Business Continuity Metrics Every Risk Manager Dreams Of…

By Carlos Escapa, PHD Virtual – Founding Member DRP Council

Managing risk in IT is a multidisciplinary science that brings together business processes, applications and infrastructure. Each area is composed of multiple layers that IT tends to manage in isolation.

At a high level, risk managers use Business Impact Analysis (BIA) and Risk Assessments (RA) to identify and prioritize the protection requirements of business processes. The most common metric used here is dollars per hour, such as loss of sales or profits. Additionally, some companies also measure accruals required to handle investigations, possible litigation and public relations. Not all business impact is directly quantifiable; damage to reputation or brand image are examples.

IT has typically measured risk bottom-up. Infrastructure metrics have been around for decades and are very well understood, such as Mean Time Between Failures (MTBF), and Mean Time to Repair or Replace (MTTR) specific components. These metrics are incorporated into service level contracts with major suppliers. Because data centers today are highly redundant and with virtualization many installations have adopted fail-in-place methodologies, MTBF and MTTR have lost relevance for small components like servers and routers, but remain critical to risk management in large components, particularly power supply, power generation, batteries and cooling systems.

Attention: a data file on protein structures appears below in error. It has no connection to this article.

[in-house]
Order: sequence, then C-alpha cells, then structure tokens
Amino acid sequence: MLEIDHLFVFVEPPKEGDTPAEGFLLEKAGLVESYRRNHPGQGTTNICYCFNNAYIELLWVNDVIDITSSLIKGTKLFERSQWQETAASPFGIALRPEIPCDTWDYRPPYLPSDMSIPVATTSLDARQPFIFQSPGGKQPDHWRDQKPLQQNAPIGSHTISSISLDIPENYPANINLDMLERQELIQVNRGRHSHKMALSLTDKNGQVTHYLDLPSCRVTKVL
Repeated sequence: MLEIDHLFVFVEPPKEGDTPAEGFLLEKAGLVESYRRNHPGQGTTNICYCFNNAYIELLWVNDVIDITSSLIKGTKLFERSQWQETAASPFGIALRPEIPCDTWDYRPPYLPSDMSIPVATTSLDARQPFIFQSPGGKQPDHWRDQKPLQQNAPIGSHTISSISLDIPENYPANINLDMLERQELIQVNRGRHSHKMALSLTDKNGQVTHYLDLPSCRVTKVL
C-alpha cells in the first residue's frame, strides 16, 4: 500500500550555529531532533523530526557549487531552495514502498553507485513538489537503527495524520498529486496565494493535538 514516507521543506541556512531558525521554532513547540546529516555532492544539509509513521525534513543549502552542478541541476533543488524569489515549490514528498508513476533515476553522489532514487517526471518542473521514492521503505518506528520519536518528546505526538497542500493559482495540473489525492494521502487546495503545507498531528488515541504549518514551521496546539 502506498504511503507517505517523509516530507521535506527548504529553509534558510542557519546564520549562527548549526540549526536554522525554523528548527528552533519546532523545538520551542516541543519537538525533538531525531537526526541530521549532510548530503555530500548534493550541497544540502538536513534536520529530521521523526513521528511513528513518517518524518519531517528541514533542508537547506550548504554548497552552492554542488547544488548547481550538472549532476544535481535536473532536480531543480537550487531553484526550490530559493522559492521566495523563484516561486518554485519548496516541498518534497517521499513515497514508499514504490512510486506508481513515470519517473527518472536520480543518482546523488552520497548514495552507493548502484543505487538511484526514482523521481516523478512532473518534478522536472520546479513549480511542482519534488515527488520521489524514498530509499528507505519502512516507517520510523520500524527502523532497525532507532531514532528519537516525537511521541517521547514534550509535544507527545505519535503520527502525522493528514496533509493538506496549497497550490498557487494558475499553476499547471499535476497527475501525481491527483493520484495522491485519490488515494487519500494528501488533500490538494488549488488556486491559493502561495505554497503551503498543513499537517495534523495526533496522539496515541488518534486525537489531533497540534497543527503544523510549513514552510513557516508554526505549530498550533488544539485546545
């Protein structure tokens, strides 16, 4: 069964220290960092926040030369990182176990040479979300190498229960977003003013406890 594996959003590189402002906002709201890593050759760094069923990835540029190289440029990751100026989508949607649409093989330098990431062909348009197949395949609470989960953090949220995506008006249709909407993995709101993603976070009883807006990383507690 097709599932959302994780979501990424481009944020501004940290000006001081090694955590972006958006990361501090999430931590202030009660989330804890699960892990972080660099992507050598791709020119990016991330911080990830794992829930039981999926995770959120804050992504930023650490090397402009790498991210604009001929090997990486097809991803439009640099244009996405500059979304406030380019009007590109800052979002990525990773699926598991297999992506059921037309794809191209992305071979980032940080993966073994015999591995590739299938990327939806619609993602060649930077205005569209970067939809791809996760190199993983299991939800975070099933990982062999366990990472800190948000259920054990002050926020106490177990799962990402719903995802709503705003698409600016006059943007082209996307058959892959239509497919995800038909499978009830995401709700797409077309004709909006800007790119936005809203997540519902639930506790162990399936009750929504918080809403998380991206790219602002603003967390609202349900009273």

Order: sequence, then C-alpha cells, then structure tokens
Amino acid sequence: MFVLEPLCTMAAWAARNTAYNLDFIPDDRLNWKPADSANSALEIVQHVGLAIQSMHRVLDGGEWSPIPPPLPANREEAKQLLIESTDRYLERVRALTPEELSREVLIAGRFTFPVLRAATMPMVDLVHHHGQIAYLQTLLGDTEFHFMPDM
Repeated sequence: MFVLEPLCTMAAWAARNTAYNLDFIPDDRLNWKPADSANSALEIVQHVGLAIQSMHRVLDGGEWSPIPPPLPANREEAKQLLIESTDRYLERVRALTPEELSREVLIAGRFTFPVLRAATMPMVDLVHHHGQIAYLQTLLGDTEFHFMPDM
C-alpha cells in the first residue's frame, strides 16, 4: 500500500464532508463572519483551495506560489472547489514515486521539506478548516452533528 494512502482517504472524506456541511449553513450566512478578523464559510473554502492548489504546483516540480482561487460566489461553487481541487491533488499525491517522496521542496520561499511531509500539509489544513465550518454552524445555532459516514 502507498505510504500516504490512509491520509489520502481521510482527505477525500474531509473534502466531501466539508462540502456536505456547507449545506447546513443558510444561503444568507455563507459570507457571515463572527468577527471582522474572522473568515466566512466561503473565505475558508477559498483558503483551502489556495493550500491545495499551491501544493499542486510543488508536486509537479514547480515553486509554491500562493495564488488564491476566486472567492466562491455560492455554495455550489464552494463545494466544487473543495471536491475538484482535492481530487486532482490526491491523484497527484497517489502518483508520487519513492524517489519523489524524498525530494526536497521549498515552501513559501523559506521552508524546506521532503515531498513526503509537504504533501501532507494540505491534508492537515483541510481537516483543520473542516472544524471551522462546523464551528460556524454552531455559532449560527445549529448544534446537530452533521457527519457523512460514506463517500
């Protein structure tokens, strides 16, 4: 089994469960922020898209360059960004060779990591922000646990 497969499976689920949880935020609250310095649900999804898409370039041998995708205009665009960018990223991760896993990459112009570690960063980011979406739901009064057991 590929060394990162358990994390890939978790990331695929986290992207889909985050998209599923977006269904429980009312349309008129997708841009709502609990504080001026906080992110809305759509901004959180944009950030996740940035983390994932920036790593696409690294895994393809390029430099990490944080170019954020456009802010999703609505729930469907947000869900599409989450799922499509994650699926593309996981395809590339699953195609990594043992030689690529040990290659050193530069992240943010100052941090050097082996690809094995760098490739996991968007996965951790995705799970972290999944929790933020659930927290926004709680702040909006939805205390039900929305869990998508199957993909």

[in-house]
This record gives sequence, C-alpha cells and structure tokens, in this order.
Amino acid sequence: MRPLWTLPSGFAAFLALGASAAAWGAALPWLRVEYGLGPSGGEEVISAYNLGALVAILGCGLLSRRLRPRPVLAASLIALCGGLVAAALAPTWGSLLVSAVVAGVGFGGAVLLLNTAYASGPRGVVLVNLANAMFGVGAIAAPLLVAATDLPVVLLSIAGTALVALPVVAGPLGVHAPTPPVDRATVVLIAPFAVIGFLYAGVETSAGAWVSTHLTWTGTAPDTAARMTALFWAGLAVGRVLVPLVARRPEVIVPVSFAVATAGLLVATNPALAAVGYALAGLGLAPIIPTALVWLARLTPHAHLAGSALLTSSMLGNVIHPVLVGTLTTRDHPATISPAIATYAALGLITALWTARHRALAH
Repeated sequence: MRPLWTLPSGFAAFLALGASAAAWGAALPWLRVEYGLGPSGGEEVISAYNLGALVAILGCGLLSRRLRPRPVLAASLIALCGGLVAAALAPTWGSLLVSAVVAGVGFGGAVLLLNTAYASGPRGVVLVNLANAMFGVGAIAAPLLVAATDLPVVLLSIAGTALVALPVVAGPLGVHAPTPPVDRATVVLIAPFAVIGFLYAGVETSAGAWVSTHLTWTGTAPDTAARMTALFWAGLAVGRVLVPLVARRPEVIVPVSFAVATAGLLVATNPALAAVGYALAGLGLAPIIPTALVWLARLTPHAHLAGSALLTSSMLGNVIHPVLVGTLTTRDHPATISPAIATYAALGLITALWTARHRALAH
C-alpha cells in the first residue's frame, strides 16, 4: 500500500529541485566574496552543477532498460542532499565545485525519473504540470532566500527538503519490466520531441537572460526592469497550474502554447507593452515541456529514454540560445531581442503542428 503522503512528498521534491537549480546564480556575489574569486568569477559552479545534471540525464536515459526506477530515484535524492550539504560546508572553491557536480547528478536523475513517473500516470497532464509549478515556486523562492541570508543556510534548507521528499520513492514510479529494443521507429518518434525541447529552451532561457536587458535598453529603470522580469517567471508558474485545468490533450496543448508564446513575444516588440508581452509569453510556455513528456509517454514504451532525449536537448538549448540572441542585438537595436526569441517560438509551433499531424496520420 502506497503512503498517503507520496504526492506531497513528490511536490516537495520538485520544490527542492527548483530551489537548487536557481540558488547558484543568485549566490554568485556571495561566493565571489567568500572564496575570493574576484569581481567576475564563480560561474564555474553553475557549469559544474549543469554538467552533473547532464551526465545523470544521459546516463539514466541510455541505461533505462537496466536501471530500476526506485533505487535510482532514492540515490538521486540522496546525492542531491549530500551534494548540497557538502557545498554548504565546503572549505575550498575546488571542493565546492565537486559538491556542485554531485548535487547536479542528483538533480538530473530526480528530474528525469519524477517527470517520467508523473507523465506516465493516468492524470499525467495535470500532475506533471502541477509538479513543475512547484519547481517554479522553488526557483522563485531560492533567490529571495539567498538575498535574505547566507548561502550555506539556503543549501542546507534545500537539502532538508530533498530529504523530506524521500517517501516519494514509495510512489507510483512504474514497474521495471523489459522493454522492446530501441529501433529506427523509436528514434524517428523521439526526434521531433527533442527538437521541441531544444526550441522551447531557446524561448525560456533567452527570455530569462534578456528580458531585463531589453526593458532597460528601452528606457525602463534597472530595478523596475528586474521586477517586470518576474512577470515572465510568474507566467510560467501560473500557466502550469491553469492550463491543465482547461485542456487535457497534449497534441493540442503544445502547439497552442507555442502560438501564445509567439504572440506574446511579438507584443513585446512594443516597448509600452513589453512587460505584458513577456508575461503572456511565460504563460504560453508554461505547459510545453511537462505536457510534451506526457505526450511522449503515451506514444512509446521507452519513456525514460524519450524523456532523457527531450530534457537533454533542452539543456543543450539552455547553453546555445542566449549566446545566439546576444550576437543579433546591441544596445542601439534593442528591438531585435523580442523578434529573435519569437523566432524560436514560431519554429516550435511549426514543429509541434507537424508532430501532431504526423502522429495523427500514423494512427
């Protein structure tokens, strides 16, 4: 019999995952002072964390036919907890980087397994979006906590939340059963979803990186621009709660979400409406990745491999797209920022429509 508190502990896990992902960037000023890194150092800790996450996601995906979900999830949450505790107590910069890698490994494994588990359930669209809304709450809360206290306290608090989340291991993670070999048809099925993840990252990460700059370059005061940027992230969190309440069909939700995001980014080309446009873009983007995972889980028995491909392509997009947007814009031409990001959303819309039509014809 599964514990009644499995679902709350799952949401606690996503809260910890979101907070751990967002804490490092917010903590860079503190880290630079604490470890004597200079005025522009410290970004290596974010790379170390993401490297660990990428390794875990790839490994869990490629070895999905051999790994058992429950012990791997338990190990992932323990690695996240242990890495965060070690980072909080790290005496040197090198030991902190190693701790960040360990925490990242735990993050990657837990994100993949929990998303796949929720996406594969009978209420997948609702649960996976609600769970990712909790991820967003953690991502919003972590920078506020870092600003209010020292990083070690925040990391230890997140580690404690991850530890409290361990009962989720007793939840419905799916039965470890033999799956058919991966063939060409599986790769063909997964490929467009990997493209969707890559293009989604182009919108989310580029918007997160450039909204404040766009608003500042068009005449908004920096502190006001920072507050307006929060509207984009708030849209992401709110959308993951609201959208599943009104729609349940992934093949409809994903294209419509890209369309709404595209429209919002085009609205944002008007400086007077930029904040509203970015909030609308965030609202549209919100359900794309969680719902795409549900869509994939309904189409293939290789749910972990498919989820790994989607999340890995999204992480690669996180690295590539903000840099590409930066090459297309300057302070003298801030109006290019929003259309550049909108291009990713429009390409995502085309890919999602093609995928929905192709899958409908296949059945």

Storage has a metric called Recovery Point Objective (RPO) that purportedly measures the maximum loss of data in case of a disaster. In the context of replication, it measures the time that it takes to replicate a block of data reliably across two data centers. In the context of backup processes, it measures the maximum age of blocks of data that can be restored.

RPO is not a good metric for risk managers because it does take into account application consistency, and therefore cannot guarantee protection from data loss without manual intervention (for instance, to examine transaction journals in n-tier applications with multiple data repositories). A more meaningful metric for risk managers would be Application Recovery Point Objective, which would establish the maximum age of reliable checkpoints that a business process can be rolled back to.

Recovery Time Objective (RTO) is fairly self-explanatory and can applied to multiple layers of the IT stack, from storage (time until I/O operations can start) to servers (time to boot the operating system) to applications (time until the application is available). Application Recovery Time Actual (RTA), is useful for risk managers as it establishes empirically the time to service.

Maximum Allowable Downtime (MAD) (also Maximum Tolerable Outage) refers to the length of time that a business process can be interrupted. This is a business metric based on the BIA. The MAD includes the time to diagnose the nature of a disruption, decision-making time, and the worst-case RTA – typically a failover across data centers or clouds.

Most of those metrics used to be calibrated yearly if not more often. In clouds, it is becoming much easier to measure and report on them. IT Risk Management is poised to make significant gains in terms of precision and relevance to overall Corporate Risk Management.

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